Photography by Eric Lowe

Tom Akita

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Discussion
  1. what type of drives are you trying to silence?

    i have had aabout seagate baracoutas and i can never hear them with 2 120mm fans on low rpms and a closed case
    They have already been silenced, no one is asking how to silence anything really, this is a thread for a front page article..
    what type of drives are you trying to silence?

    i have had aabout seagate baracoutas and i can never hear them with 2 120mm fans on low rpms and a closed case
    Yeah, that makes sense because to my knowledge the 74GB Raptor is the only WD drive to use Fluid Dynamic Bearings. Also keep in mind, however, that those are Idle Noise measurements, and I've read that the 74GB Raptor is pretty loud while seeking.
    Yeah like lots of litttle ball bearings landing in a metal box lol. Just like an old scsi drive but not as loud. An elastic isolator ought to do the trick.
    Yeah, that makes sense because to my knowledge the 74GB Raptor is the only WD drive to use Fluid Dynamic Bearings. Also keep in mind, however, that those are Idle Noise measurements, and I've read that the 74GB Raptor is pretty loud while seeking.
    My rig is very quiet considering how cool it runs. Like I said, the raptors arent any louder than other drives I've used. The only loud part would be the heads clicking when there's heavy read/write, but otherwise its pretty quiet.

    I've just never heard of WD being regarded as a loud hard drive make.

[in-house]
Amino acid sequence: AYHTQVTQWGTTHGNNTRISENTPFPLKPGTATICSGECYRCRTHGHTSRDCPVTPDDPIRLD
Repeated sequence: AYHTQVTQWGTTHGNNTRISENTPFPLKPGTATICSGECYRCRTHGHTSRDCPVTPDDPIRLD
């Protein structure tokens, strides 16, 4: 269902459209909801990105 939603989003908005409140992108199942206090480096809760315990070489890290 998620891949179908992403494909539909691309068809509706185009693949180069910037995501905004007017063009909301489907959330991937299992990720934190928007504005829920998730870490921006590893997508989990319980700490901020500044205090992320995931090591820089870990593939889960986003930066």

http://www.storagereview.com/php/benchmark/bench_sort.php

    Western Digital makes the loudest non-SCSI drives on that chart.
    My rig is very quiet considering how cool it runs. Like I said, the raptors arent any louder than other drives I've used. The only loud part would be the heads clicking when there's heavy read/write, but otherwise its pretty quiet.

    I've just never heard of WD being regarded as a loud hard drive make.
    since when are WD drives any louder than other manufacturers? I have two raptors and they're just as quiet as any other drive.


    You won't be able to notice the different noises of hard drives unless the rest of your rig is quiet. My JB drives are pretty loud compared to other drives I've listened to.
    I was joking about the too warm part, hence the :)

    But I try to keep my system as cool as I can with air, without dropping money on a water or exotic cooling system.
    Since my normal body temp is 37°C and I'm not running a fever, I don't know why you would consider 30°C too warm. At these temps the parts are warmed up nicely at just right level. Much like you'd want a car engine warmed up before you drove it.
    I think I'll just use rubber bungies to isolate my drives from the drive cage/case. I don't hear any whine from my 74Gb Raptor but only the SCSI like access clicking as the head's movements are transfered through the case metal.

    I have them running at ~30°C and I want to keep it that way.
    i personally dont see how those side fins could give such cooling since when i touch my HD all of the heat is coming off the top plate - which has now been "insulated" with foam.

    Would silentX be willing to send a sample - or even yourself send your over to a Ocforums admin to test?
    oh and wtf is this?

    "My only complaint is that a faint, high pitched whine is still audible from the bearings of the hard drive, but that's easily forgivable since Western Digital hard drives are seriously loud pieces of equipment"

    since when are WD drives any louder than other manufacturers? I have two raptors and they're just as quiet as any other drive.
    Well then that would depend entirely on the case cooling setup. And besides, with all that foam sandwiched in there, its kinda hard to get any airflow onto the heatsinks and drive itself.
    I would expect it to cool as well, considering it has pretty large heatsinks on both sides of the drive. A little airflow should do.